In the main, we identified two particular extensions / clauses within policy wordings that we believed could potentially allow a claim for Business Interruption losses caused by COVID-19:

  1. Non-Damage Denial of Access/Prevention of Access (not merely Denial of Access, which requires “damage” to have occurred)
  2. Infectious Disease

Due to the complexity of the situation, the FCA announced on 1st May that they would undertake legal action with a view to obtain clarity from the courts on a number of matters, but mainly focusing on the above two areas.

As part of this the FCA:

  1. identified 17 policy wordings that captured the majority of the disputed issues;
  2. asked eight insurers to participate in the High Court test case;
  3. provided a list of proposed questions that they wish to seek clarification on;
  4. provided a timeline, which aimed for the 8-day court hearing to take place in the second half of July.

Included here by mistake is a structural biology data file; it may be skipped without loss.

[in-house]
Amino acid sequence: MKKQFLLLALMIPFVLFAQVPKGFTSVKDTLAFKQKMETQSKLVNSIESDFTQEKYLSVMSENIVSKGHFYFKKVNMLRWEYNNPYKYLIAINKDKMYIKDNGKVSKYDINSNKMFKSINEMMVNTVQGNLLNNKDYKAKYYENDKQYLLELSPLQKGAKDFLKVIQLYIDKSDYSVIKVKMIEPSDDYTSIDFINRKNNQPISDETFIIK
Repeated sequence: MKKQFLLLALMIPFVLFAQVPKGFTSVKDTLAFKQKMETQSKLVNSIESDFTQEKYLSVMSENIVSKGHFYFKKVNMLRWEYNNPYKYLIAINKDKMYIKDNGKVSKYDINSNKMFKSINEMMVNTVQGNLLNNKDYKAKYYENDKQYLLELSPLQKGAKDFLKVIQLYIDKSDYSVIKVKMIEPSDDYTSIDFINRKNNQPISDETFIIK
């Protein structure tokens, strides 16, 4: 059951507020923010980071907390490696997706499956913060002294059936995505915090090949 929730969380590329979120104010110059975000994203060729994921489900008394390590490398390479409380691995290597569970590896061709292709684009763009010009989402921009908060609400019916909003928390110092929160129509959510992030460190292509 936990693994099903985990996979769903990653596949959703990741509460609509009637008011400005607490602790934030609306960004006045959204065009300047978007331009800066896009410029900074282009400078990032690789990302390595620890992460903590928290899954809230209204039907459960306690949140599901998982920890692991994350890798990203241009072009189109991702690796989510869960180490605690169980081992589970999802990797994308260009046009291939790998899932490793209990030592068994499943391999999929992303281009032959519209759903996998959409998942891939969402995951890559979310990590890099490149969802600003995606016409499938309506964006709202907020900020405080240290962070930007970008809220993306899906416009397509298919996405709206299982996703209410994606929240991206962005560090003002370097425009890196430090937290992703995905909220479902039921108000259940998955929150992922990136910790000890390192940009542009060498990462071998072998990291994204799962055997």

The Test Case started on 20th July and concluded on 31st July.

Judgment – Main Outcomes

Non-Damage Denial of Access/Prevention of Access clauses

Generally, the judgment pretty much shut the door on these Non-Damage Denial of Access type clauses/extensions, highlighting that the language and words used very much requires a local “incident” to happen for policy cover to trigger.

In reaching this decision, the court pointed to the overall language of these NDDOA clauses, which in addition to requiring an “incident”, included other limiting language that, to them confirmed the purpose of these clauses was to cover local and specific incidents.

Infectious Disease clauses

It was already agreed ahead of the Test Case that Specified Disease clauses would not respond to COVID-19 (due to the absence of COVID-19 being included within the specific list of diseases), therefore the dispute surrounded ‘notifiable disease’ clauses.

Generally speaking, the court ruled that extensions providing cover for notifiable diseases apply, subject to the specific wording (which in some instances limit the cover to local ‘events’ or ‘incidents’).